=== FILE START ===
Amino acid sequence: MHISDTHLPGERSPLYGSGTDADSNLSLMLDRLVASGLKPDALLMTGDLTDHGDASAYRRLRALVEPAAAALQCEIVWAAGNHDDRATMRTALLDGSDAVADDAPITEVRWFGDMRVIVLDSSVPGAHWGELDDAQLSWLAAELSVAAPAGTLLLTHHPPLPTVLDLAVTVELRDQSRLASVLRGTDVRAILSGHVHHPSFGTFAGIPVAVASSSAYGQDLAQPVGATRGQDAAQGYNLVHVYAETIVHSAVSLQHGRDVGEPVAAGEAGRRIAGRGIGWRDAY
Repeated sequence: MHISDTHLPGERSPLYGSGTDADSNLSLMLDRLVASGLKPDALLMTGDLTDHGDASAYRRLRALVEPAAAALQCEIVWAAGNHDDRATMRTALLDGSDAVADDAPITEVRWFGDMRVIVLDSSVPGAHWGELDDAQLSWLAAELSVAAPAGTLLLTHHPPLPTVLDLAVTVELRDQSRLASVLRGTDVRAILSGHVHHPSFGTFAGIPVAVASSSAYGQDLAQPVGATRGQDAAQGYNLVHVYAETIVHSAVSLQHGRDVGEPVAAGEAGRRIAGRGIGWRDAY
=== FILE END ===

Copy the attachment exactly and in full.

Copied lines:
Amino acid sequence: MHISDTHLPGERSPLYGSGTDADSNLSLMLDRLVASGLKPDALLMTGDLTDHGDASAYRRLRALVEPAAAALQCEIVWAAGNHDDRATMRTALLDGSDAVADDAPITEVRWFGDMRVIVLDSSVPGAHWGELDDAQLSWLAAELSVAAPAGTLLLTHHPPLPTVLDLAVTVELRDQSRLASVLRGTDVRAILSGHVHHPSFGTFAGIPVAVASSSAYGQDLAQPVGATRGQDAAQGYNLVHVYAETIVHSAVSLQHGRDVGEPVAAGEAGRRIAGRGIGWRDAY
Repeated sequence: MHISDTHLPGERSPLYGSGTDADSNLSLMLDRLVASGLKPDALLMTGDLTDHGDASAYRRLRALVEPAAAALQCEIVWAAGNHDDRATMRTALLDGSDAVADDAPITEVRWFGDMRVIVLDSSVPGAHWGELDDAQLSWLAAELSVAAPAGTLLLTHHPPLPTVLDLAVTVELRDQSRLASVLRGTDVRAILSGHVHHPSFGTFAGIPVAVASSSAYGQDLAQPVGATRGQDAAQGYNLVHVYAETIVHSAVSLQHGRDVGEPVAAGEAGRRIAGRGIGWRDAY